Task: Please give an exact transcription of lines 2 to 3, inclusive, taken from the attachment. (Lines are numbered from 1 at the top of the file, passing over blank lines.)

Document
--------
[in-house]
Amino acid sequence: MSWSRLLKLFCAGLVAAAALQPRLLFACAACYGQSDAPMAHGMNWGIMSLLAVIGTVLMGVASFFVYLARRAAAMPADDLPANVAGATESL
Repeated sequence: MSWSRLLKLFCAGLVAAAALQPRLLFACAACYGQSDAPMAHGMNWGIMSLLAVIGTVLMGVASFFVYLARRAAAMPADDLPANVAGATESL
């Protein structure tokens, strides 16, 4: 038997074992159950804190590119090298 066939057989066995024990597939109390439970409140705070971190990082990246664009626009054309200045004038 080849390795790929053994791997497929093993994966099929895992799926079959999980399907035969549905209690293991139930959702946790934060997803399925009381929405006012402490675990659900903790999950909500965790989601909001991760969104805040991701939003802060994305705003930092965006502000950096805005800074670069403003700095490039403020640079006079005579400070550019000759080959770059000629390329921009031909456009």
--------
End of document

Amino acid sequence: MSWSRLLKLFCAGLVAAAALQPRLLFACAACYGQSDAPMAHGMNWGIMSLLAVIGTVLMGVASFFVYLARRAAAMPADDLPANVAGATESL
Repeated sequence: MSWSRLLKLFCAGLVAAAALQPRLLFACAACYGQSDAPMAHGMNWGIMSLLAVIGTVLMGVASFFVYLARRAAAMPADDLPANVAGATESL